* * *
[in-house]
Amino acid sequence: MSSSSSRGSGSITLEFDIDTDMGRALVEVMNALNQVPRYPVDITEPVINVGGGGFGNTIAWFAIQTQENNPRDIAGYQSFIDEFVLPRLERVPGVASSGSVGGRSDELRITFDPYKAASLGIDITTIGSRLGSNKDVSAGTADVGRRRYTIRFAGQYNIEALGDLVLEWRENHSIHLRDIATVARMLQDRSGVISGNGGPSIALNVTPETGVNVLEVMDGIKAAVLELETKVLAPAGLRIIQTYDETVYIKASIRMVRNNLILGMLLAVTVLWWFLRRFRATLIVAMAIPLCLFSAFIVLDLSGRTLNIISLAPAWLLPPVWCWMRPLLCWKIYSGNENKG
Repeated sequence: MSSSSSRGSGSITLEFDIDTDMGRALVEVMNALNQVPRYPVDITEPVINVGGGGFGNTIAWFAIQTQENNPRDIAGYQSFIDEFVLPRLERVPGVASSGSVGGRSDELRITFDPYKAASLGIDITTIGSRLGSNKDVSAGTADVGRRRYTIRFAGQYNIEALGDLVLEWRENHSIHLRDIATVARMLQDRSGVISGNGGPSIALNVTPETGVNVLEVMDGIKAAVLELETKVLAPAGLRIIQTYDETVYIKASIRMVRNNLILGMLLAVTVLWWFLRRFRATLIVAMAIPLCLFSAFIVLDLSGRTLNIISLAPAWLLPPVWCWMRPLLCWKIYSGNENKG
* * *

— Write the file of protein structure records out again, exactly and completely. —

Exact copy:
[in-house]
Amino acid sequence: MSSSSSRGSGSITLEFDIDTDMGRALVEVMNALNQVPRYPVDITEPVINVGGGGFGNTIAWFAIQTQENNPRDIAGYQSFIDEFVLPRLERVPGVASSGSVGGRSDELRITFDPYKAASLGIDITTIGSRLGSNKDVSAGTADVGRRRYTIRFAGQYNIEALGDLVLEWRENHSIHLRDIATVARMLQDRSGVISGNGGPSIALNVTPETGVNVLEVMDGIKAAVLELETKVLAPAGLRIIQTYDETVYIKASIRMVRNNLILGMLLAVTVLWWFLRRFRATLIVAMAIPLCLFSAFIVLDLSGRTLNIISLAPAWLLPPVWCWMRPLLCWKIYSGNENKG
Repeated sequence: MSSSSSRGSGSITLEFDIDTDMGRALVEVMNALNQVPRYPVDITEPVINVGGGGFGNTIAWFAIQTQENNPRDIAGYQSFIDEFVLPRLERVPGVASSGSVGGRSDELRITFDPYKAASLGIDITTIGSRLGSNKDVSAGTADVGRRRYTIRFAGQYNIEALGDLVLEWRENHSIHLRDIATVARMLQDRSGVISGNGGPSIALNVTPETGVNVLEVMDGIKAAVLELETKVLAPAGLRIIQTYDETVYIKASIRMVRNNLILGMLLAVTVLWWFLRRFRATLIVAMAIPLCLFSAFIVLDLSGRTLNIISLAPAWLLPPVWCWMRPLLCWKIYSGNENKG